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The genesis of diecast model cars dates back to the end of the 19th century, at almost the same time as the invention of the car. Just as children loved to play with model trains in the nineteenth century, the demand for miniature models of the latest adult technological innovations was quickly recognized by toy manufacturers.

Over the last 120 years, millions of children have owned these scaled-down replicas of grown-up cars, whether to play at home or keep as adult collectors. Many early models still exist carefully preserved by the keepers of time called collectors.

Early manufacturers of diecast model cars were Meccano and Corgi. Early models were pretty basic and consisted of a small car or truck body with wheels but not interior details. The models were made from either a lead or a zinc alloy. Very early models often fell victim to zinc pest caused by impurities in the alloy, leading to the casting to crack or crumble. This is why it is extremely rare to find pre World War II models in good condition.

A symbol of our childhood

The miniature car is a symbol of our childhood, just like the tricycle or our first “little train”. It originated in 1897 when the French house Rossignol invented and manufactured the first model automobile, which ran on steam. Created by Charles-Jacques Rossignol, this company was called Toys Rossignol, with the initials CR, for Charles Rotel, one of the brand’s toy inventors, and marketed many other toys, such as cars, boats, aeroplanes and carousels.

The joy of collectors

Toys produced at the beginning of the 20th century are now collectors’ items, like those produced by other brands such as Norev or Dinky Toys, a British company created in 1934 and whose vintage models are the delight of collectors.

These days, miniature diecast model cars are for young and old alike. There are thousands of miniature car collectors around the world who are known as “autophiles”.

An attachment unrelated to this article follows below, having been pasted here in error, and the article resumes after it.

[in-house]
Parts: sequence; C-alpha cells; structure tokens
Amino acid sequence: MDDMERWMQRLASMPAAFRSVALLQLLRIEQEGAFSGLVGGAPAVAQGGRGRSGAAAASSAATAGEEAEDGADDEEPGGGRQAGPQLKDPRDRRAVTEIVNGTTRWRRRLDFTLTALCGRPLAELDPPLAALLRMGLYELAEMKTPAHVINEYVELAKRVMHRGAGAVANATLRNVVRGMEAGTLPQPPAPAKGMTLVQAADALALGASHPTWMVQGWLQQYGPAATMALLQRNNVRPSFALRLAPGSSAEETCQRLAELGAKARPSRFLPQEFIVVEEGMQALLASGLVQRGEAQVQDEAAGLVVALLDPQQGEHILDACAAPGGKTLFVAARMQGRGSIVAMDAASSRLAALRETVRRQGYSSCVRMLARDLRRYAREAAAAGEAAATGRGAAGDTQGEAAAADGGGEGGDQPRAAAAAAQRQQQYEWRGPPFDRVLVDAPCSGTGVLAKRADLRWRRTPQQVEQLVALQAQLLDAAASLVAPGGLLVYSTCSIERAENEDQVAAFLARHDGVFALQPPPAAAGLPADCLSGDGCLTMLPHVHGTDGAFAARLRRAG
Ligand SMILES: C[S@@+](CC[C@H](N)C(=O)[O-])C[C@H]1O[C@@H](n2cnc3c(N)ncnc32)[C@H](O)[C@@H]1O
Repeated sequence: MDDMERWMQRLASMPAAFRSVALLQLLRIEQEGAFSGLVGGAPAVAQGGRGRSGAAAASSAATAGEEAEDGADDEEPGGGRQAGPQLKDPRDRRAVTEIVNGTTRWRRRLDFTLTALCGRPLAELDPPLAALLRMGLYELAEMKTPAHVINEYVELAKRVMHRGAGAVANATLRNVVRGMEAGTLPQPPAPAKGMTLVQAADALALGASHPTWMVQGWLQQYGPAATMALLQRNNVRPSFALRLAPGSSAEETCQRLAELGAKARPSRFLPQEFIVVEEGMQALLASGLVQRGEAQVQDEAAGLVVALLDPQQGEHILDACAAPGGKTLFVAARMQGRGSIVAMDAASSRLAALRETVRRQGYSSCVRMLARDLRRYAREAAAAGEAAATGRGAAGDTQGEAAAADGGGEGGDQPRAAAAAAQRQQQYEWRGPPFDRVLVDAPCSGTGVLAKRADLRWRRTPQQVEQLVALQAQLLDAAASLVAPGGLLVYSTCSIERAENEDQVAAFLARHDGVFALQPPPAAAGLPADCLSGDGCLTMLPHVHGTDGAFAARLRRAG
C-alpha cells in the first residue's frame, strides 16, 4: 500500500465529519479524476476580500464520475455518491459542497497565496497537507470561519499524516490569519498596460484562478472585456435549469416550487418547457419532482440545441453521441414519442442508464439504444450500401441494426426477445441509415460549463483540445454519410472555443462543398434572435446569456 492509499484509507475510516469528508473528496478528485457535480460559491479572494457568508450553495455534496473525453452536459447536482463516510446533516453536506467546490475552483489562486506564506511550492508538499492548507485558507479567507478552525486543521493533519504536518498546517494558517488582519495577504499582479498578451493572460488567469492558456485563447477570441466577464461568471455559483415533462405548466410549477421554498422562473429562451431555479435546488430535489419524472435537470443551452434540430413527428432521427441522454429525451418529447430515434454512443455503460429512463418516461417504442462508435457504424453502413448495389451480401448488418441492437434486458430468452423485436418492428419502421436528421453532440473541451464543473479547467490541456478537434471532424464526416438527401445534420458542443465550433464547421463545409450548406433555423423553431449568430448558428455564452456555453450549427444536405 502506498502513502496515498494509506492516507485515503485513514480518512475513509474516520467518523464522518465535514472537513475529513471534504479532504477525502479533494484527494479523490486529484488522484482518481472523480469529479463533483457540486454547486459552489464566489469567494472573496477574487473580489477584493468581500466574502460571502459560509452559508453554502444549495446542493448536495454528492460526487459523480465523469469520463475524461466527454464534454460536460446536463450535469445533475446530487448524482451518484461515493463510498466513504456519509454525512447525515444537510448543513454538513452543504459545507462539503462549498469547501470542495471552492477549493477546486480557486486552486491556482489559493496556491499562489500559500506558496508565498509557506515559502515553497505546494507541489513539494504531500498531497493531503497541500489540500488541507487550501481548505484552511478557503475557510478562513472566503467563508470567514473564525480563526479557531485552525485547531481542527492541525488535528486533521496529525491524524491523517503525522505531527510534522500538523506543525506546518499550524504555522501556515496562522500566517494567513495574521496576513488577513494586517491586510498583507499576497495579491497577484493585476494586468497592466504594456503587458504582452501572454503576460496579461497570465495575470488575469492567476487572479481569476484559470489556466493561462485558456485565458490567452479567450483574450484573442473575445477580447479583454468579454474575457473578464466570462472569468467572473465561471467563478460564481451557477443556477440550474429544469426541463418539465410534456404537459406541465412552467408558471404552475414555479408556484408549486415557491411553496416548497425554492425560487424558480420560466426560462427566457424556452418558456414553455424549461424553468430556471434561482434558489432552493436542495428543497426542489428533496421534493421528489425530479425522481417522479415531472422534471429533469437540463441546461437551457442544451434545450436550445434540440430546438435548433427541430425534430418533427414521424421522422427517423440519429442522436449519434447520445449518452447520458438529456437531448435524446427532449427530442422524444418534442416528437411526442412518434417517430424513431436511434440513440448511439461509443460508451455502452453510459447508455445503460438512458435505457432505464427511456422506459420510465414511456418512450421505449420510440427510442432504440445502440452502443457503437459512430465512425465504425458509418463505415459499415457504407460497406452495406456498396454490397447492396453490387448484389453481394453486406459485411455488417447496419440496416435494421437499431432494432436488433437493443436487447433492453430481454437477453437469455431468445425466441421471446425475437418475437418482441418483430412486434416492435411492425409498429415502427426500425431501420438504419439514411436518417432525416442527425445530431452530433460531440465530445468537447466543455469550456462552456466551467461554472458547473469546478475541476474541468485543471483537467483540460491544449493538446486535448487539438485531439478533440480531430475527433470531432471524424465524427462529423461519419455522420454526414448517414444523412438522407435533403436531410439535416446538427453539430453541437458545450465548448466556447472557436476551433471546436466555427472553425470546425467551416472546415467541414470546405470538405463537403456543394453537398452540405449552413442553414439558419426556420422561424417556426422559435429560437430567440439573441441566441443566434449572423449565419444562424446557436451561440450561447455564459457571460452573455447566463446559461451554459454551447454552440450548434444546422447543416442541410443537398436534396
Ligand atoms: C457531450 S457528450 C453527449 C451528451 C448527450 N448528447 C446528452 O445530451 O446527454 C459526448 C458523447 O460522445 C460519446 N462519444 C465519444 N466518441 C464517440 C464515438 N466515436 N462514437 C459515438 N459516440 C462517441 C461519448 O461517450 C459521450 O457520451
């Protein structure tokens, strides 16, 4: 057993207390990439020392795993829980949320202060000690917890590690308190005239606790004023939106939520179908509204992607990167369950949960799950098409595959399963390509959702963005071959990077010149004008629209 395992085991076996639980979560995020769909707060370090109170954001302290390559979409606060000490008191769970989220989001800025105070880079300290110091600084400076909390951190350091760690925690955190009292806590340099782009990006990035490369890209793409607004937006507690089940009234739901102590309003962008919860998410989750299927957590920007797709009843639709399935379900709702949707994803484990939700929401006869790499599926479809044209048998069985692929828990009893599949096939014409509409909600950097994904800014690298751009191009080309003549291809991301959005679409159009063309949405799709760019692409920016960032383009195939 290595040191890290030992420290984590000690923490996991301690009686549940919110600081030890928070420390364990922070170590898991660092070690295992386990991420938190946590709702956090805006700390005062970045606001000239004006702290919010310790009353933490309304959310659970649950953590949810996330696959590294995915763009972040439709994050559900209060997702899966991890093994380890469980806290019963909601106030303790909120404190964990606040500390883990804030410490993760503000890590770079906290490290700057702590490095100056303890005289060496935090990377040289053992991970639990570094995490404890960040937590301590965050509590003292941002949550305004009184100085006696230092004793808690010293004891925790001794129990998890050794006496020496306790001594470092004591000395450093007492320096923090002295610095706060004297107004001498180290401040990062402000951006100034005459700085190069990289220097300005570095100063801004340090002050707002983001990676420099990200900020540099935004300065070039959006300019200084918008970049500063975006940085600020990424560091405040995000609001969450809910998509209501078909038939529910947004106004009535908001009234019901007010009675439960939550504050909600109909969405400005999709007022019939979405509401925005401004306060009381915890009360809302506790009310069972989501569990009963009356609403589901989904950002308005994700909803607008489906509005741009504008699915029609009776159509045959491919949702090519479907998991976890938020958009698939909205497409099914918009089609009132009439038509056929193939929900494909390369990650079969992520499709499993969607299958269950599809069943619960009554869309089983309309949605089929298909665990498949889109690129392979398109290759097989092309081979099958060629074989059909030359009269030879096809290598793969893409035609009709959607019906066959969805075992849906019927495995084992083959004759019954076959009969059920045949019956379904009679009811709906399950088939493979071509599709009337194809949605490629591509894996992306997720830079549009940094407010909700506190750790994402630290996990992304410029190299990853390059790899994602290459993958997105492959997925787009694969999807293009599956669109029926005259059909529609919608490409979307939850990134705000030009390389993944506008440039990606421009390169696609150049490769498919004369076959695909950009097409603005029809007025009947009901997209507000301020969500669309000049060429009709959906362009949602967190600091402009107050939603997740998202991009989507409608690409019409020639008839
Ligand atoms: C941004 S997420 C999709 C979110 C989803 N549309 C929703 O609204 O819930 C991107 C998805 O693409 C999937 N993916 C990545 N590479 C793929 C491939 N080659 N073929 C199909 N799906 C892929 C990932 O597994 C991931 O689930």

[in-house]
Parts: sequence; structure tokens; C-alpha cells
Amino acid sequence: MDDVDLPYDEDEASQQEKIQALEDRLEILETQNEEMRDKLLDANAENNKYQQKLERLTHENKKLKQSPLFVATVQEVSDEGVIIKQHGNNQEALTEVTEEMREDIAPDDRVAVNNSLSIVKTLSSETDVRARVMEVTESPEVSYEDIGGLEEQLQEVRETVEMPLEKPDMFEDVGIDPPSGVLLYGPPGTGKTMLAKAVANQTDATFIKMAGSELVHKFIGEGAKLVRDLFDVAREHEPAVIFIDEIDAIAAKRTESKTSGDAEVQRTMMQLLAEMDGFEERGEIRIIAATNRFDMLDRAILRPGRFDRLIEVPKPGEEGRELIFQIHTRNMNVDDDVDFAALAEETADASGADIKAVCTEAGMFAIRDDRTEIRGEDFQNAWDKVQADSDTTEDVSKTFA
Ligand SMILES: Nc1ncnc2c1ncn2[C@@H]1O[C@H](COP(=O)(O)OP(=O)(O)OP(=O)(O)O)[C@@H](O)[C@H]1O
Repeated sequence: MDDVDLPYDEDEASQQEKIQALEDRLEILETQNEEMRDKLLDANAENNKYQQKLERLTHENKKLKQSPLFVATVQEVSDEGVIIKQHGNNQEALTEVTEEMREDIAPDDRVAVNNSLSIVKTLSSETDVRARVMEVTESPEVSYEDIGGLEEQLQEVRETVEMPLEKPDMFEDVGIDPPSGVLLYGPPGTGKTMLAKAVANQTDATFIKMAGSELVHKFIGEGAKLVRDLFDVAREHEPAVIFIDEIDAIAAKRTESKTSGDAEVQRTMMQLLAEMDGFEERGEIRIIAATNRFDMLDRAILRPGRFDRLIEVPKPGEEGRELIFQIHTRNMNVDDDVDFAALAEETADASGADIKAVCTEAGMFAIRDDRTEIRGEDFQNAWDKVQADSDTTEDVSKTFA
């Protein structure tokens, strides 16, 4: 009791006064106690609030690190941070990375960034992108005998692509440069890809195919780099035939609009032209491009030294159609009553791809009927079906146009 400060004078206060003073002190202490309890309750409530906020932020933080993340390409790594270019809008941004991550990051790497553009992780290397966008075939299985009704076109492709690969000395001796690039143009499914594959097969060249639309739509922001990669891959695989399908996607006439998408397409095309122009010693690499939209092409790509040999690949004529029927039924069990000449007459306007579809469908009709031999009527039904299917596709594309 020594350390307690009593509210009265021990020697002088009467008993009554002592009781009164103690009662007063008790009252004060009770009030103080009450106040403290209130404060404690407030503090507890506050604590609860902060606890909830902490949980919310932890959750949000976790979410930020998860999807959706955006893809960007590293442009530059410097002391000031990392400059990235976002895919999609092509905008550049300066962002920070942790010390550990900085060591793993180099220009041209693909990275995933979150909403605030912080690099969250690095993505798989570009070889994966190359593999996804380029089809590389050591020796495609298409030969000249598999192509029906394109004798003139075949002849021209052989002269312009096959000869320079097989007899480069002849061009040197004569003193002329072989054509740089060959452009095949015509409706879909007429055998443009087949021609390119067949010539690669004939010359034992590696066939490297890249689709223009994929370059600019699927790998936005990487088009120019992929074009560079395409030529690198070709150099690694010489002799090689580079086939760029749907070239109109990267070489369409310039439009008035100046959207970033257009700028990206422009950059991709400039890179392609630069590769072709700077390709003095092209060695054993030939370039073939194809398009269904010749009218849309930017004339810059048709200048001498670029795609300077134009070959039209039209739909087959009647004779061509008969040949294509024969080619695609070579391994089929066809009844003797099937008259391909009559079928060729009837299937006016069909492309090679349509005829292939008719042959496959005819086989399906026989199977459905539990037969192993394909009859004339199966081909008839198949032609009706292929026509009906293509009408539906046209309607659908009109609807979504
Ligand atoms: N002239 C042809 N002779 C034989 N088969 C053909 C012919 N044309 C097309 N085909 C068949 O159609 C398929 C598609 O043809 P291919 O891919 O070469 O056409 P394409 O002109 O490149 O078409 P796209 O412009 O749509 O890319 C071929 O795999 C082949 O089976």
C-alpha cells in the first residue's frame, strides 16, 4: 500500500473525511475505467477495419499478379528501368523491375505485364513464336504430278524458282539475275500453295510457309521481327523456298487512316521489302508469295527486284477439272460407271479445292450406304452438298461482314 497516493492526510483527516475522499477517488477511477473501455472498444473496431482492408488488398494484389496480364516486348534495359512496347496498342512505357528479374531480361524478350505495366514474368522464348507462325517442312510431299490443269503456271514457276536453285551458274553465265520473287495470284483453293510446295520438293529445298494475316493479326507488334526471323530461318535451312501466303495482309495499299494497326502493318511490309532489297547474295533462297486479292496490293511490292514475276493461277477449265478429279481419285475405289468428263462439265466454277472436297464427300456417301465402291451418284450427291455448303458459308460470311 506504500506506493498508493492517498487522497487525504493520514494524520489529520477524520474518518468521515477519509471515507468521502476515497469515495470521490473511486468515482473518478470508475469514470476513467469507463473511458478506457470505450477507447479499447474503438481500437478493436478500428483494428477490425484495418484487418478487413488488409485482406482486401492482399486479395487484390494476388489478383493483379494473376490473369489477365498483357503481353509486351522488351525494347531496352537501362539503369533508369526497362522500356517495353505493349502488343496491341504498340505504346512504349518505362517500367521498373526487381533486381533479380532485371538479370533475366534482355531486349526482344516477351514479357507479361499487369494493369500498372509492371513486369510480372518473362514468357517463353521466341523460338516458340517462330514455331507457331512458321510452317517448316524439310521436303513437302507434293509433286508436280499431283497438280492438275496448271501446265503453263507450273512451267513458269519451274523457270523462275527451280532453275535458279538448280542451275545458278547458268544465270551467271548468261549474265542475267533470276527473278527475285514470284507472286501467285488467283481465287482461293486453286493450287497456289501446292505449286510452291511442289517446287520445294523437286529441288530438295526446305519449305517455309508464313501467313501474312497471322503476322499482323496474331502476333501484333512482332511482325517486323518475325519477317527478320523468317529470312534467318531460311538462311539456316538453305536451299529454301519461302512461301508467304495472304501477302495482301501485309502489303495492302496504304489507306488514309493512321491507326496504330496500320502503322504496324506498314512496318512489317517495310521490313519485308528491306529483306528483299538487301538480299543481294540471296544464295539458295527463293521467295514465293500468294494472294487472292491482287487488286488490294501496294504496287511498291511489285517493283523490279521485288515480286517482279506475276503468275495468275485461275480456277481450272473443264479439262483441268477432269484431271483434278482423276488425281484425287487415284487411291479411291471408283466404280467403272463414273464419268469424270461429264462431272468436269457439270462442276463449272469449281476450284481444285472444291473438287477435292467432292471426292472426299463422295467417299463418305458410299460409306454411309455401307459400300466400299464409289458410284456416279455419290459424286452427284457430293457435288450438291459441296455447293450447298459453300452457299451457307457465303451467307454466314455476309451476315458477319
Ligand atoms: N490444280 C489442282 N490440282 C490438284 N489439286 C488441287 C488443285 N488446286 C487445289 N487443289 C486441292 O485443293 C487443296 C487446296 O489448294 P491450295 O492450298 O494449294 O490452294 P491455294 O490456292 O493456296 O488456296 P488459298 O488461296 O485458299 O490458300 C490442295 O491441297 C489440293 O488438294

The heyday of the 1950s and 1960s

As global economies recovered from the impact of World War II, consumerism boomed in many countries, and children benefited from a rapidly developing toy market. Manufacturers of model cars began to produce miniature models of superior quality with interior details. Lesney started to make model cars in 1947. Their successful Matchbox 1-75 series always featured 75 different vehicles, each supplied in a little box the same size as an actual matchbox. Matchbox cars were so popular that the name became broadly used to refer to any diecast toy car.

Collectors take over

Model car sales began to decline in the early 1970s and into the late 1980s. Leading companies including Dinky, Corgi and Matchbox went bankrupt within the space of a few years. Mattel bought Matchbox, however, in the mid-nineties and rebranded the range with the successful ‘Hotwheels’ 1:64 scale range.

Today, model cars are being gradually replaced by remote control models and other online games in popularity with children. Fortunately, collectors have taken over, with many vintage models that take us back to childhood or to realize the dream of owning an expensive car that we could never hope to afford in reality! Manufacturers currently compete to produce ever more realistic models that are so convincing it is almost impossible to tell from a photo that you aren’t looking at the real thing.

2.4 million euros for a scale model!

However, some model cars are by no means the cheap option. Some even go so far as to leave fortunes for a miniature car. This was certainly the case in 2011 when the most expensive model in the world was sold for the sum of 2.4 million euros. It was a 1/18th scale replica of a Bugatti Veyron, composed entirely of diamonds, platinum, gold and silver. Collecting miniature model cars is a passion that can sometimes become very costly!

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